From now on, I follow these rules to the letter. With these rules in effect, I usually only play single player games. With how little I play them, each game lasts many months. This has also helped me save a lot of money, which I can use for more important things. The Catechism speaks of gaining self-mastery over our actions (CCC 2339). There are many areas of my life I am still working on, but video games (and entertainment in general) are not one of them. This continually makes me very happy knowing how much I used to adore games. Now I can focus on what really matters.

May God bless you with his abundant grace,

What Being Catholic Means to Me

I was born into a Catholic family, but I really just went through the motions when it came to practicing the faith. I learned about religion in school, and my regular family activities involved going to church and receiving the Sacraments. I liked to please everyone, so I did what my teachers and parents wanted. Entertainment was what drove me though. Early on, it was toys like action figures and Legos, later it was movies and video games. I didn’t really care about anything but having fun. This remained the same until I graduated from college.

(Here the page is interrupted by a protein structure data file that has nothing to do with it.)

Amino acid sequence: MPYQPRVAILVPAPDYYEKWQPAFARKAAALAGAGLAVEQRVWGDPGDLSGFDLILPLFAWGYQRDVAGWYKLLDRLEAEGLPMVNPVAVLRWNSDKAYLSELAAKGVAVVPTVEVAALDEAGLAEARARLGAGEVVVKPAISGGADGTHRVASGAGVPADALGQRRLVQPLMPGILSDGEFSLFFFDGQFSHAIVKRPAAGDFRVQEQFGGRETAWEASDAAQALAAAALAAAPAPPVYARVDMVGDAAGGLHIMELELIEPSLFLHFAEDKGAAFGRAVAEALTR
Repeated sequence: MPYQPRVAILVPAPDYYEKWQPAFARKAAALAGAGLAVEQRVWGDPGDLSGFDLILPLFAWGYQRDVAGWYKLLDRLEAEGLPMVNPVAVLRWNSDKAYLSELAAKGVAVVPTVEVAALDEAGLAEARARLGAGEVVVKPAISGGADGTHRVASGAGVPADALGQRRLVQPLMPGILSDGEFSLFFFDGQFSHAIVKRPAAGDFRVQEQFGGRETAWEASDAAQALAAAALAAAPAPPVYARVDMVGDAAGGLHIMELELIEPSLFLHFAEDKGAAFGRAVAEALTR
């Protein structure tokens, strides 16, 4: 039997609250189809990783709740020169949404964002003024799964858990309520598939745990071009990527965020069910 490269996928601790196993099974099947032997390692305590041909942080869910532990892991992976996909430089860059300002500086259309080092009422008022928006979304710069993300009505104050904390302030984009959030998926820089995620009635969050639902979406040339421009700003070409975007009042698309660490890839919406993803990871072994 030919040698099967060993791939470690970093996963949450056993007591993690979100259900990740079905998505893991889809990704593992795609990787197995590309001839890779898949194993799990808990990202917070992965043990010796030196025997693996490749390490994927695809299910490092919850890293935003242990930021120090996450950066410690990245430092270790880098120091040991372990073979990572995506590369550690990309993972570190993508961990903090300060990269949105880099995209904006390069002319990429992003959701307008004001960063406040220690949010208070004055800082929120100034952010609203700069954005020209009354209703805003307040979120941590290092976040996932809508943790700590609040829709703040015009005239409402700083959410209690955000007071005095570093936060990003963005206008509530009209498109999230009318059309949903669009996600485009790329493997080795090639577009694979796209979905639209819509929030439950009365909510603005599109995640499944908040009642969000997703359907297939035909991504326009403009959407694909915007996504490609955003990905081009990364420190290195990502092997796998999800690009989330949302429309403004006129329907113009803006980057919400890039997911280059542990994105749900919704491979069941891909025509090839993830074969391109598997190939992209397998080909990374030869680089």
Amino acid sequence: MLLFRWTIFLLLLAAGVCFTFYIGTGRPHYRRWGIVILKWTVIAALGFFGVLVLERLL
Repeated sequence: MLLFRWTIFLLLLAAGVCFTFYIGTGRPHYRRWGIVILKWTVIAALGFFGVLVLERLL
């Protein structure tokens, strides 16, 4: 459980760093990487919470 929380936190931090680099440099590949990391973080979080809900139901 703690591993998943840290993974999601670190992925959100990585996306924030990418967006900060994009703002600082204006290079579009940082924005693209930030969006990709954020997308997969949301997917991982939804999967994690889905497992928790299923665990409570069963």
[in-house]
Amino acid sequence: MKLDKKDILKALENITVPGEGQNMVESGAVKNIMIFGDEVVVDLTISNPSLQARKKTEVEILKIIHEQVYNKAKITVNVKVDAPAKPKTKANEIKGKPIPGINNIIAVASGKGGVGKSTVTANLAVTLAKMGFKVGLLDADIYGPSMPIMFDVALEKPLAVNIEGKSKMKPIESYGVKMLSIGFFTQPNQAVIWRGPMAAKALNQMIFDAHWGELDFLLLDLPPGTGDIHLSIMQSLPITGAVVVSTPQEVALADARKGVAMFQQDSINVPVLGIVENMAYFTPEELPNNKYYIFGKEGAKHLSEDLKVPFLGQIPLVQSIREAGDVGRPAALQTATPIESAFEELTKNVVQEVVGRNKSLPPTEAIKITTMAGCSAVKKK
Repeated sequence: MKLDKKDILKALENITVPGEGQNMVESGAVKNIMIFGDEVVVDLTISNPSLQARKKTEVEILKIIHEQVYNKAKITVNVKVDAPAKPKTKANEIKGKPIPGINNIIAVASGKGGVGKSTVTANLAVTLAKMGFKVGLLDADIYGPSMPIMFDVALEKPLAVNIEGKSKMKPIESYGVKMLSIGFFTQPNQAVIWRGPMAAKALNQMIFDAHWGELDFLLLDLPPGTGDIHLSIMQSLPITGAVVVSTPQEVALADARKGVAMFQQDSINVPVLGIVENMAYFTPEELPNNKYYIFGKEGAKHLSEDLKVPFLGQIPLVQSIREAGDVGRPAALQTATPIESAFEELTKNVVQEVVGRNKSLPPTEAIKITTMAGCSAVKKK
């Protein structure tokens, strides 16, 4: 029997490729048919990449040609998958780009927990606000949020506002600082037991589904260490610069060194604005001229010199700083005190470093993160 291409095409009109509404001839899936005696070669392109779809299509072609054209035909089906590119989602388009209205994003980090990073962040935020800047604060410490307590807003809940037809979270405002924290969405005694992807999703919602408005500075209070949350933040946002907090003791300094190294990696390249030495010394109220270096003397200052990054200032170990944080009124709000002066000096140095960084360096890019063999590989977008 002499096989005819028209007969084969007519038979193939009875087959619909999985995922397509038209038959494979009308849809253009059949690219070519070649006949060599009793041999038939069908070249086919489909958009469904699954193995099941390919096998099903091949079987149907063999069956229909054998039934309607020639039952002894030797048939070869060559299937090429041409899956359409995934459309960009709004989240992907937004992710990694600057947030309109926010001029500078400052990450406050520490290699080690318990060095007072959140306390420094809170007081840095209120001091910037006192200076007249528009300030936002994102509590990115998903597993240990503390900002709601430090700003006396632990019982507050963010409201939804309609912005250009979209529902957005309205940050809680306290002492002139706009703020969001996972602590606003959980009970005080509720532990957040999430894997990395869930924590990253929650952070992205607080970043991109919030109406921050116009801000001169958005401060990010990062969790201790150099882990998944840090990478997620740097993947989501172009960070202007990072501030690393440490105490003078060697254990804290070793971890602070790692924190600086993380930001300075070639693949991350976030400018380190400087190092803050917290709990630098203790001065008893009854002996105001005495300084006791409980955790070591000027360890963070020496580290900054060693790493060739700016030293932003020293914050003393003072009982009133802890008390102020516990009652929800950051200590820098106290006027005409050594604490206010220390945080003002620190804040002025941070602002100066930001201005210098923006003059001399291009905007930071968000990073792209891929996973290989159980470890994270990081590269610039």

By this time video games had become my favorite source of fun. There was an endless amount of new games coming out, and I wanted to play them all. All my plans and goals were centered around games. I had lists of what I had done in existing games and what I wanted to do in the future with those games. I also had lists of all the future games I wanted to get and the things I wanted to do in them. In short, all I cared about was short term pleasure. When I got bored with one game, I always had another lined up to keep me entertained. This kept me busy in the moment, but one day I just felt like I needed to be doing more.

Since the only other thing I did regularly besides video games was go to church, I decided to focus on the Catholic faith. I immediately saw many ways to improve myself. While working on improvement goals, I became aware of the power of prayer. I also discovered that there was an endless amount of studying I could do about the faith. In addition to the Bible, there were countless writings by the Popes, Church Fathers, Saints, and fellow lay Catholics I could read and think about.